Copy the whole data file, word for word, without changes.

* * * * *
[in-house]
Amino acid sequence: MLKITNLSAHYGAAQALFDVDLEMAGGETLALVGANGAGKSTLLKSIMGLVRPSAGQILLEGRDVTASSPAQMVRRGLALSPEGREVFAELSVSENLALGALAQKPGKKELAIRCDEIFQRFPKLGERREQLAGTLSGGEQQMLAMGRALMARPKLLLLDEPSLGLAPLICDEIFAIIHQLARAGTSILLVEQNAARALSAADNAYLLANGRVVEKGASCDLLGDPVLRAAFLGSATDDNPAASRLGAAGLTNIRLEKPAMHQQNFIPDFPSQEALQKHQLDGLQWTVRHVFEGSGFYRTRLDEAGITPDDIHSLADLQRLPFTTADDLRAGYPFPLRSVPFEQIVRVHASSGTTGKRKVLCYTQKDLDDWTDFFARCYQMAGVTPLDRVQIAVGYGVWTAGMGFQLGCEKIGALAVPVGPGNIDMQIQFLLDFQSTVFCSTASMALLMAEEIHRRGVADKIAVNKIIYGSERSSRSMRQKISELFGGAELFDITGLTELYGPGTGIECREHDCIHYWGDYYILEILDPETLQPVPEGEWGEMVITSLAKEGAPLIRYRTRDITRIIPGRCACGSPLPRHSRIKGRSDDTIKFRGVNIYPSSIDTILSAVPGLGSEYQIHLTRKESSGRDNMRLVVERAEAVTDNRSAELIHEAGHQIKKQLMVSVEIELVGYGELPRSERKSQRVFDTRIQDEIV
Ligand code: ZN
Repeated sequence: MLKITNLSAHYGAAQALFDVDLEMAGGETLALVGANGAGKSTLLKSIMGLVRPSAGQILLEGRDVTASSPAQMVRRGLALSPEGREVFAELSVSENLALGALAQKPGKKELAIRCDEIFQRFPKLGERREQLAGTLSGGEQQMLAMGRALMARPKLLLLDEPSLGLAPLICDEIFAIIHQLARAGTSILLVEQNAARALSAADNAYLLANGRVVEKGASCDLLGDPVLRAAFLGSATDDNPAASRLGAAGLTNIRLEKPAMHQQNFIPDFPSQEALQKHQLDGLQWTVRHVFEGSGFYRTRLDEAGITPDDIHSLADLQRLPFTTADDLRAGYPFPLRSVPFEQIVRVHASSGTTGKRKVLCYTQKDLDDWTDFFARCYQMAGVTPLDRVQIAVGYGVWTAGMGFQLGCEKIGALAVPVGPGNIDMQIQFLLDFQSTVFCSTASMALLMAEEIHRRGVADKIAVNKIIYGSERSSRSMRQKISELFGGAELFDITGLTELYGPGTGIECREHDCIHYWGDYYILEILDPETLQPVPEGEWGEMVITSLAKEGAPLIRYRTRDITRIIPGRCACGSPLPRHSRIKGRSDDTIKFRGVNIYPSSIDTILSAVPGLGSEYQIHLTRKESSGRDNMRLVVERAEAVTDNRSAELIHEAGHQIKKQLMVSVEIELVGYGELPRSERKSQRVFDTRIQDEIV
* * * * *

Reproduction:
[in-house]
Amino acid sequence: MLKITNLSAHYGAAQALFDVDLEMAGGETLALVGANGAGKSTLLKSIMGLVRPSAGQILLEGRDVTASSPAQMVRRGLALSPEGREVFAELSVSENLALGALAQKPGKKELAIRCDEIFQRFPKLGERREQLAGTLSGGEQQMLAMGRALMARPKLLLLDEPSLGLAPLICDEIFAIIHQLARAGTSILLVEQNAARALSAADNAYLLANGRVVEKGASCDLLGDPVLRAAFLGSATDDNPAASRLGAAGLTNIRLEKPAMHQQNFIPDFPSQEALQKHQLDGLQWTVRHVFEGSGFYRTRLDEAGITPDDIHSLADLQRLPFTTADDLRAGYPFPLRSVPFEQIVRVHASSGTTGKRKVLCYTQKDLDDWTDFFARCYQMAGVTPLDRVQIAVGYGVWTAGMGFQLGCEKIGALAVPVGPGNIDMQIQFLLDFQSTVFCSTASMALLMAEEIHRRGVADKIAVNKIIYGSERSSRSMRQKISELFGGAELFDITGLTELYGPGTGIECREHDCIHYWGDYYILEILDPETLQPVPEGEWGEMVITSLAKEGAPLIRYRTRDITRIIPGRCACGSPLPRHSRIKGRSDDTIKFRGVNIYPSSIDTILSAVPGLGSEYQIHLTRKESSGRDNMRLVVERAEAVTDNRSAELIHEAGHQIKKQLMVSVEIELVGYGELPRSERKSQRVFDTRIQDEIV
Ligand code: ZN
Repeated sequence: MLKITNLSAHYGAAQALFDVDLEMAGGETLALVGANGAGKSTLLKSIMGLVRPSAGQILLEGRDVTASSPAQMVRRGLALSPEGREVFAELSVSENLALGALAQKPGKKELAIRCDEIFQRFPKLGERREQLAGTLSGGEQQMLAMGRALMARPKLLLLDEPSLGLAPLICDEIFAIIHQLARAGTSILLVEQNAARALSAADNAYLLANGRVVEKGASCDLLGDPVLRAAFLGSATDDNPAASRLGAAGLTNIRLEKPAMHQQNFIPDFPSQEALQKHQLDGLQWTVRHVFEGSGFYRTRLDEAGITPDDIHSLADLQRLPFTTADDLRAGYPFPLRSVPFEQIVRVHASSGTTGKRKVLCYTQKDLDDWTDFFARCYQMAGVTPLDRVQIAVGYGVWTAGMGFQLGCEKIGALAVPVGPGNIDMQIQFLLDFQSTVFCSTASMALLMAEEIHRRGVADKIAVNKIIYGSERSSRSMRQKISELFGGAELFDITGLTELYGPGTGIECREHDCIHYWGDYYILEILDPETLQPVPEGEWGEMVITSLAKEGAPLIRYRTRDITRIIPGRCACGSPLPRHSRIKGRSDDTIKFRGVNIYPSSIDTILSAVPGLGSEYQIHLTRKESSGRDNMRLVVERAEAVTDNRSAELIHEAGHQIKKQLMVSVEIELVGYGELPRSERKSQRVFDTRIQDEIV